Online Help for Chasys Draw IES: Color Management

Color Management


Ever viewed an image on-screen, then printed it only to find that the colors on the print-out look completely different?

Human vision is made possible by the presence of light sensitive cells in the eye called rods and cones. The cones are responsible for color vision. There are three different types of cones in the retina – red, green, and  blue. All other colors we see are mixtures of these three. For instance, white is perceived when equal amounts of red, green, and blue are seen. The amount of color we see also depends on the strength, concentration, and position of the light source. Lighting conditions can have a profound effect on the perception of color.

The human eye is often able to detect many more colors than digital devices can reproduce. For instance, if you look at a blank, white page of paper, your eye is probably detecting at least 100 distinct shades of white. Most imaging devices can generate/detect millions of colors; however, the manner in which these colors are broken down into components and representated may differ. These representational models are are called color spaces.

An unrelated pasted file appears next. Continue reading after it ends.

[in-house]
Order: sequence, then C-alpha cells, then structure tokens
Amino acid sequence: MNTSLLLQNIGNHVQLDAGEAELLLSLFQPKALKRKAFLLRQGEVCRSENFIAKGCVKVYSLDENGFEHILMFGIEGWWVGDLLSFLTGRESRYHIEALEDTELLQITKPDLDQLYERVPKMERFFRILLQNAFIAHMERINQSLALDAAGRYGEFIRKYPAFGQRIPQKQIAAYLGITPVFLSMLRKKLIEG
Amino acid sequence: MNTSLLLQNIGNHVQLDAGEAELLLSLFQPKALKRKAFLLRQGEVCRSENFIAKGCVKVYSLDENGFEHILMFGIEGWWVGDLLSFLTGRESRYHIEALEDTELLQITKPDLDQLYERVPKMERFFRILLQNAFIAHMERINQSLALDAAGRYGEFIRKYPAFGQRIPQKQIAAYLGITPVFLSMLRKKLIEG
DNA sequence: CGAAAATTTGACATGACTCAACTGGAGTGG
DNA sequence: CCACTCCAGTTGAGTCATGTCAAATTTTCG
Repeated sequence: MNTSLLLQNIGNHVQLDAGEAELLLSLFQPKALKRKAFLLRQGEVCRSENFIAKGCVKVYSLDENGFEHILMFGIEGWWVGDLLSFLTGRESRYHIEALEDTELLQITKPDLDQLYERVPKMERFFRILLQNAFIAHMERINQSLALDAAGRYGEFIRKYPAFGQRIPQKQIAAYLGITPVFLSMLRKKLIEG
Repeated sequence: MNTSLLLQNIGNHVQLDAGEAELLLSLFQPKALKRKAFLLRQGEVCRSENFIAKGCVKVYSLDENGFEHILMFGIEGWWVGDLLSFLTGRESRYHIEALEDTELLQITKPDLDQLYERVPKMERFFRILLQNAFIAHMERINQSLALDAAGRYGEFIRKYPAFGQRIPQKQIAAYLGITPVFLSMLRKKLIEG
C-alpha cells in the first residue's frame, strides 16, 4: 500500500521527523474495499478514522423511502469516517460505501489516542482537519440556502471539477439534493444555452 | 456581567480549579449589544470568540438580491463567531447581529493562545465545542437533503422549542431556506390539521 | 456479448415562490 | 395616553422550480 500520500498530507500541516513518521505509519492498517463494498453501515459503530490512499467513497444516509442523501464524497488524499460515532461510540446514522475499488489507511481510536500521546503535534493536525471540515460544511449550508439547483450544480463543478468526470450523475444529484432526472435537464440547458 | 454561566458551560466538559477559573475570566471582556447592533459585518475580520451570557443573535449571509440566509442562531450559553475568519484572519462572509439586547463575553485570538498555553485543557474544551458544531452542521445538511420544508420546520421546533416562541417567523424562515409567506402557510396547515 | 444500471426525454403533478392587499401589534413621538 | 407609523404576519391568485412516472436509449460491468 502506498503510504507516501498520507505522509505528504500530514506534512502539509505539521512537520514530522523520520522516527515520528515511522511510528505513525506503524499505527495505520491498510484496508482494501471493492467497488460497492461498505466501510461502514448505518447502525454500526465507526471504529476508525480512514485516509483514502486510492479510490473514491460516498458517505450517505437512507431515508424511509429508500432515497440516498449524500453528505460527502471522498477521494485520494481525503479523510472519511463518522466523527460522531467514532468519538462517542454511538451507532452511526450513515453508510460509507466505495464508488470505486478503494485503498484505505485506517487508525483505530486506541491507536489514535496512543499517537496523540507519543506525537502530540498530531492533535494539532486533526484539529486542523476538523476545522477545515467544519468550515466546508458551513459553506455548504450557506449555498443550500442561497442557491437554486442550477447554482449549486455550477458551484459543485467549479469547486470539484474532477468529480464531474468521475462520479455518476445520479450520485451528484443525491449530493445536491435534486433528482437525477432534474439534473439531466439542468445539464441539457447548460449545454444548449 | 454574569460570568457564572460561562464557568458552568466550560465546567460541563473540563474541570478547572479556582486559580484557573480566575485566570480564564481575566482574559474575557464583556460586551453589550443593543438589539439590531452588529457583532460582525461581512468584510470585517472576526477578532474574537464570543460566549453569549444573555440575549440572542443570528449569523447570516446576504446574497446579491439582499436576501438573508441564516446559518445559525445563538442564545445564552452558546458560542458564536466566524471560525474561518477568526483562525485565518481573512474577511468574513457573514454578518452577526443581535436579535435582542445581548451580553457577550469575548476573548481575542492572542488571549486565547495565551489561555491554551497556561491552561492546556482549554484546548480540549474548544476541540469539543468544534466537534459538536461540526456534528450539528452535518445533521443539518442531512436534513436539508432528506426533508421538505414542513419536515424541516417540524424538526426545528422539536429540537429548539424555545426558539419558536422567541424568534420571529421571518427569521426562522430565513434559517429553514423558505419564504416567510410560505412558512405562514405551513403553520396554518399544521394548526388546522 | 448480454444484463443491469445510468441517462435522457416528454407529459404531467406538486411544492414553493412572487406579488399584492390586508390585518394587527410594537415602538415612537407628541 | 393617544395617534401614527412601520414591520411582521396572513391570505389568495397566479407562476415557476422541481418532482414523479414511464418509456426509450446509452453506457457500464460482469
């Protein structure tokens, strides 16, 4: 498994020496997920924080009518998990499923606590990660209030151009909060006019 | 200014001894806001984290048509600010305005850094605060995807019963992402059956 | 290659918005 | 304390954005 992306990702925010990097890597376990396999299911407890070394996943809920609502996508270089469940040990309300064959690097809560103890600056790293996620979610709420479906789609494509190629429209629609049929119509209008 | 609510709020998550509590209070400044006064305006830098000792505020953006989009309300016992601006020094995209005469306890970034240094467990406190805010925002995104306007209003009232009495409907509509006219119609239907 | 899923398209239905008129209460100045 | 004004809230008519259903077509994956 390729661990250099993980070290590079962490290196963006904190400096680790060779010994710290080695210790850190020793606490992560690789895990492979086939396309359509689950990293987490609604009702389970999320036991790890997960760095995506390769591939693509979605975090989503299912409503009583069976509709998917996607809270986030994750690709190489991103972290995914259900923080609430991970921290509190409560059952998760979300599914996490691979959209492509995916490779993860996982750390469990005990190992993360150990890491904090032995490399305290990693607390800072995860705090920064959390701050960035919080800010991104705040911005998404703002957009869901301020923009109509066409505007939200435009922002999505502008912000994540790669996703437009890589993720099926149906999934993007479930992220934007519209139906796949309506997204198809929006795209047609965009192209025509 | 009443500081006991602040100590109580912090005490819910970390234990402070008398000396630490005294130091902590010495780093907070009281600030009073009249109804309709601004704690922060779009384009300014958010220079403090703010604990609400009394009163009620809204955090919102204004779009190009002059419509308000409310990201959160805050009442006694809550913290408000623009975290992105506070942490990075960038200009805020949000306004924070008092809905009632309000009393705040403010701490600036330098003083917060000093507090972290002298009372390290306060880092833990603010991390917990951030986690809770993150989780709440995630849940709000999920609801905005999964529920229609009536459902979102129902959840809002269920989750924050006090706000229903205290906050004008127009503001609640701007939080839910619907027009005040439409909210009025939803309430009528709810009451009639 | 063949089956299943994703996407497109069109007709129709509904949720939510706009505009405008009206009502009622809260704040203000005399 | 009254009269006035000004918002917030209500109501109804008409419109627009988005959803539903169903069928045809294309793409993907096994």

Because different devices use different color spaces, they may display the same image differently. For example, if you have a digital image that you created on your display, it may be in a device-dependent RGB color space. If you want to print it on a printer, it must be converted to the printer’s color space, usually a device-dependent CMYK color space (cyan, magenta, yellow and black). Even though the printer may use the CMYK color space, the colors it renders for specific CMYK values are often slightly different than all other types of printers. This is where the concept of Image Color Matching comes in. ICM ensures that a converted color is matched to its visually closest color in the destination color space. This process is called color matching.

When printing, Chasys Draw IES lets Windows ICM do the color matching using information collected from the software for your printer. One key thing to note about ICM is that it attempts to convert colorimetric information from one color-space to another – the results are not necessarily perfect. Because of this, it is usually necessary to print a draft – and make any necessary corrections – before you print out your final masterpiece.


CMYK color managed workflow

Traditionally, designers have overcome these challenges by doing all their work using color settings that match those of the printing press they intend to use. One would begin designing a piece of work by setting their image editor to represent colors in the working space of the printer. All editing would be done in this space and as a result, the final output would be similar to what the artist saw on the screen.